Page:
During production of the series, Schauer and the crew began to learn more about real world beavers and implemented their traits into the show's storylines, considering himself to have become a "beaver expert" by the end of its run. Traits adapted into the show include their endlessly growing incisors, tail slapping, and scent glands. During his time at Nickelodeon, Schauer gifted Harrington a personally signed log that was bitten by a beaver,[10] though he later admitted in 2017 that he bit it himself.[9]

Richard Steven Horvitz and Nick Bakay were chosen as voice actors for main beavers Daggett and Norbert, respectively. Gunther-Wahl held auditions for over 300 different actors, but Schauer settled on the two because they embodied the two beavers' characters perfectly, also being impressed by their chemistry upon being introduced to one another. He recalled the two frequently going off-script while recording, which he encouraged, considering their improvisation leading to some of the series' best moments. Schauer was influenced by classic Hollywood director Howard Hawks for the show's ad-libbing and overlapping of dialogue.[9]

Challenges, censorship, and "Bye Bye Beavers"[edit]

There was often tension between the show's staff and Nickelodeon, with the channel imposing seemingly arbitrary restrictions on the show's content. An example includes season one's "Go Beavers" where they rejected a scene that would have featured a blimp crashing into an audience of people, while a scene in the same segment featuring out of control zambonis that wipe into and supposedly kill a crowd of people didn't meet any objections, nor did the instances of Norbert savagely beating Daggett with a stick and ignoring his many injuries.[9] Most infamously, the words "Shut up!" were initially censored in the 1998 segment "Alley Oops".[12] Writer Micah Wright attributed this to then-Nickelodeon president Herb Scannell, quoting him as saying: "I don't like it when children say 'Shut up,' so if we never say it on our show, children will never say it in the real world". Wright further claimed that Scannell "would make these sweeping pronouncements about the way the world worked, and the way that kids thought, and what he wanted the world to look like", also imposing a "no-drag" policy, which forbade characters dressing in non-gender conforming clothing in order to prevent "sexual confusion" amongst the show's younger viewers.[13] Nick Bakay, voice of Norbert, also expressed displeasure with the network, dubbing them "not very artist-friendly".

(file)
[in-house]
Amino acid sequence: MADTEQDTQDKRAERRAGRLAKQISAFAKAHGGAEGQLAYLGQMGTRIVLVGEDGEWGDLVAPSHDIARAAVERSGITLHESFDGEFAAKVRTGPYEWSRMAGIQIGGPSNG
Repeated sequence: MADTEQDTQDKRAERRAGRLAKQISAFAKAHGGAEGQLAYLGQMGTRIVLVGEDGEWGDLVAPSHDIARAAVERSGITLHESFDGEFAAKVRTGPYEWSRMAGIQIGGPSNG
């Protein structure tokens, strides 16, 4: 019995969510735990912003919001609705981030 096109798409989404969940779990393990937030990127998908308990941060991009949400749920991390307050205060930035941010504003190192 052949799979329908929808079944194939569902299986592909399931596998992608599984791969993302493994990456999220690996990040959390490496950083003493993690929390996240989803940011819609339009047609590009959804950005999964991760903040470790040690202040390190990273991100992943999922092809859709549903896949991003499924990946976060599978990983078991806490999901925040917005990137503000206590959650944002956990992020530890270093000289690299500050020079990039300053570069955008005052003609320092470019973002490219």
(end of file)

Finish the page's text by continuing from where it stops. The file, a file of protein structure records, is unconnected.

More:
While the show was popular and was renewed for four seasons, staff continued to push against the network's Standards and Practices division. "We were significantly over budget, behind schedule, and had generally worn out our welcome [with the network]" recalled series co-developer Keith Kaczorek. As the series faced cancellation, the crew devised a finale segment, "Bye Bye Beavers", where the Beavers are informed by mail that their show is cancelled. During the segment, they openly criticize the network for cancelling shows and syndication, wrestle with their existence as cartoon characters, and even referencing the infamous censoring of the words "shut up".[13] The segment was set to end with both beavers being "killed off" and sent to cartoon heaven.[10] The segment was expected to be fully produced, as Nickelodeon initially approved the premise of the segment, but as production went on they reversed their decision. Production was halted as the segment went against the network's policies of forbidding any reference to a show ending or characters dying. As a result, the segment only exists in the form of leaked storyboards and audio (the latter being released by Richard Steven Horvitz, voice of Daggett, in 2006).[13][14] Margie Cohn, then-executive vice president of the network's original programming, admitted that the segment's script was "beautifully crafted, funny, and clever", but ultimately the network was against the idea of killing off characters that its audience had grown to love.[10]